Three artists:  Fae Logie, Tiki Mulvihill and Shirley Wiebe, work together in collaborative agreement of purpose, feeling and action to create cross-cultural hybrids. Concert hybrids engage community through a Chinese New Year ‘concert’ in conjunction with the Year of Sheep February 19, 2015, combining sculptural installations, sound and physical action.

The artists’ objective focuses on the belief that connections between individuals and communities forge through guided interactive opportunities to diminish assumptions and lift the barrier of spectatorship.

Numerous cultures have interpreted visions of stars in the night sky. The constellation of Orion is recognizable in the southern night sky. In the western Zodiac, Orion is associated with Sagittarius, the hunter. His arrow lands in the adjacent pond. Above Orion, garden hose salvaged from the park contorts into fractal configurations inspired by the curvilinear Yin pattern in the leak window. Rather than winding along the ground to transport water, this snake-like being is airborne.

The element of water links to both Eastern and Western astrology. These ponds effectively provide a backdrop for the Hybrid II as ‘Three Moons Reflected in Water.’ In direct translation, three convex mirrors are fashioned to float in three phases: Full, Crescent and Gibbous. In turn, they reflect an all-encompassing view of sky, architecture and viewers.

Nearby, the weeping willow serves as a tree of enchantment. Spiraling metal ribbons suspend down toward the water, playing with the fluidity of raindrops from the sky.

Willow is the Buddhist symbol of meekness and this quality is also attributed to the rabbit, one of twelve animal signs in the Chinese horoscope. The rabbit is distinguished by peacefulness, an attribute used to describe the traditional design of a Chinese public park. Within western culture this animal knows how to successfully leap, hide and camouflage within its environment.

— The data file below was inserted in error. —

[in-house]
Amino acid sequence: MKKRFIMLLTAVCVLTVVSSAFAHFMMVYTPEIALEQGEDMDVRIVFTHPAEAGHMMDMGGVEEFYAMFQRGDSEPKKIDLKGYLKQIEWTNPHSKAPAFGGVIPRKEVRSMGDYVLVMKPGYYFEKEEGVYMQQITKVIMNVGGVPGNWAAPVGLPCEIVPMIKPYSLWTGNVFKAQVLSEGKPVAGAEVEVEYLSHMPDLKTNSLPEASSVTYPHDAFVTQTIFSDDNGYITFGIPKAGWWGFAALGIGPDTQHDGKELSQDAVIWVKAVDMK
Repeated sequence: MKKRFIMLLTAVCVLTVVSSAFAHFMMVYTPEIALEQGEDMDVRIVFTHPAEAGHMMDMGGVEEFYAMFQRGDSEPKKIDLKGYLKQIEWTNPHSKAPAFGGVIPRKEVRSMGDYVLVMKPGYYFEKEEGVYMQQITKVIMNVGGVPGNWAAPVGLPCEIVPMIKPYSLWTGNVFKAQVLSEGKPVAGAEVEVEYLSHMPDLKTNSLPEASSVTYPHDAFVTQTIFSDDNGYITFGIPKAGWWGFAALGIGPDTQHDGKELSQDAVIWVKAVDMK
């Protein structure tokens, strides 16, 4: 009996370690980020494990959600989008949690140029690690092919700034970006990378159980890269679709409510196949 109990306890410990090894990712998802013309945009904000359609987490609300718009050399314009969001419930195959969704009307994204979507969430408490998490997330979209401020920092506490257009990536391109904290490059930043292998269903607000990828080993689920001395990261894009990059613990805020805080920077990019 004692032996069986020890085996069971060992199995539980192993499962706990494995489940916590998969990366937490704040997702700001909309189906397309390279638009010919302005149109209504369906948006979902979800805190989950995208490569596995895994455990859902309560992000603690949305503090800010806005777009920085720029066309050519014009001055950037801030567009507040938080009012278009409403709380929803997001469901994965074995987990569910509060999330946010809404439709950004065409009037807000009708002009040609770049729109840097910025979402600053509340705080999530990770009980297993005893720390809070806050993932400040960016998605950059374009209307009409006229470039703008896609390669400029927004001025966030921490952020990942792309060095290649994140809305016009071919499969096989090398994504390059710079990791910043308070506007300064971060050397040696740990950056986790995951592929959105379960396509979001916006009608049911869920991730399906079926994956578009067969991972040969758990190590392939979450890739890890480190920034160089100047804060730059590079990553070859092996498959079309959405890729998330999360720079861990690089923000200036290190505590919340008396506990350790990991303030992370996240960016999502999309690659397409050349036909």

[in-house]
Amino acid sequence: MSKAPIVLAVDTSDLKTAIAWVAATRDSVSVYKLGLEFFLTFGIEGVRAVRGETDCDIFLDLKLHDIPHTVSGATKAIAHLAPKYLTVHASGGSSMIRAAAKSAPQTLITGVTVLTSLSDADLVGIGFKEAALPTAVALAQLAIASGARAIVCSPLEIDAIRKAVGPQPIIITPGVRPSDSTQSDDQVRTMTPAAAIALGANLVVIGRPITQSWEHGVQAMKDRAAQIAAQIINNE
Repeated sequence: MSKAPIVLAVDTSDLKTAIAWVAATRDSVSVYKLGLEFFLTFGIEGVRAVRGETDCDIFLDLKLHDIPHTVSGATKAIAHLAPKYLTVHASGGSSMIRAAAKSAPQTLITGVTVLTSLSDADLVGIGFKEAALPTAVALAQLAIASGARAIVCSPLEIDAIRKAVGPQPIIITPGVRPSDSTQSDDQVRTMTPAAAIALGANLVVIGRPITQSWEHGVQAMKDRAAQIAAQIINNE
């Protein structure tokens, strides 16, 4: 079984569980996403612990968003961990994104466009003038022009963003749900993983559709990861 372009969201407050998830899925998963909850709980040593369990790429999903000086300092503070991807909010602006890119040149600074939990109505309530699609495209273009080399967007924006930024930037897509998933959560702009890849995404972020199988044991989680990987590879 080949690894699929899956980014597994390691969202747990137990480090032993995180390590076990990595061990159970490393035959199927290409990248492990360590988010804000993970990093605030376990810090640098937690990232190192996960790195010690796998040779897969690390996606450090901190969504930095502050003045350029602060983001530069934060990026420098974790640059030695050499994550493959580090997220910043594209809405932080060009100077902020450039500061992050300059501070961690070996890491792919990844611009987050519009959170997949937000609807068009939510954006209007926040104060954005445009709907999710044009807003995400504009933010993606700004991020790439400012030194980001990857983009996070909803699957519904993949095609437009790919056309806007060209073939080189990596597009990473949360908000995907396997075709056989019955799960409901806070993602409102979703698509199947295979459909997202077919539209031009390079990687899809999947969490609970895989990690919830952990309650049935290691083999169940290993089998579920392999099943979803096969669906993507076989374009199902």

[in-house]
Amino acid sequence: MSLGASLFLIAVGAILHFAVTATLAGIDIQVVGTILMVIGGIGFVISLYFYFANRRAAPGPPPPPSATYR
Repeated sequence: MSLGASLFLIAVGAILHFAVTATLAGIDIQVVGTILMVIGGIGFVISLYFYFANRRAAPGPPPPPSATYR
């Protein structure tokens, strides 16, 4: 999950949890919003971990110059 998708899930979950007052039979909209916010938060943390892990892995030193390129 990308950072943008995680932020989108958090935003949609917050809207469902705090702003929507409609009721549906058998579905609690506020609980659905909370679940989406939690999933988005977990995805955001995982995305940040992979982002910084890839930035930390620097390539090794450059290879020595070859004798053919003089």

Through a floating Sagittarian symbol, Orion’s arrow points towards this animal, directing our gaze beyond simple glances, to truly grasp what we may not actually look for or see in the natural world. The rabbit hybrid responds to our glance and to the wind through the mechanism of whirligig.

With Dr. Sun Yat-Sen Public Park showing signs of new leaves and blossums, Concert, the second of three components of the one-year project of CONDUIT, comes to an end. A final improvisational performance of masked participants celebrated connections of ‘East meets West’ through community engagement.




‘East meets West’ Performance

Artists/Performers (left to right)

top: Shirley Wiebe, Juan Cisneros, Robert Turriff, Rebecca Geddes, Tiki Mulvihill,, bottom: Francis Freeman, Ilze Bebris, Martin Borden Neumann, Fae Logie

musician in image below: Clara Shandler

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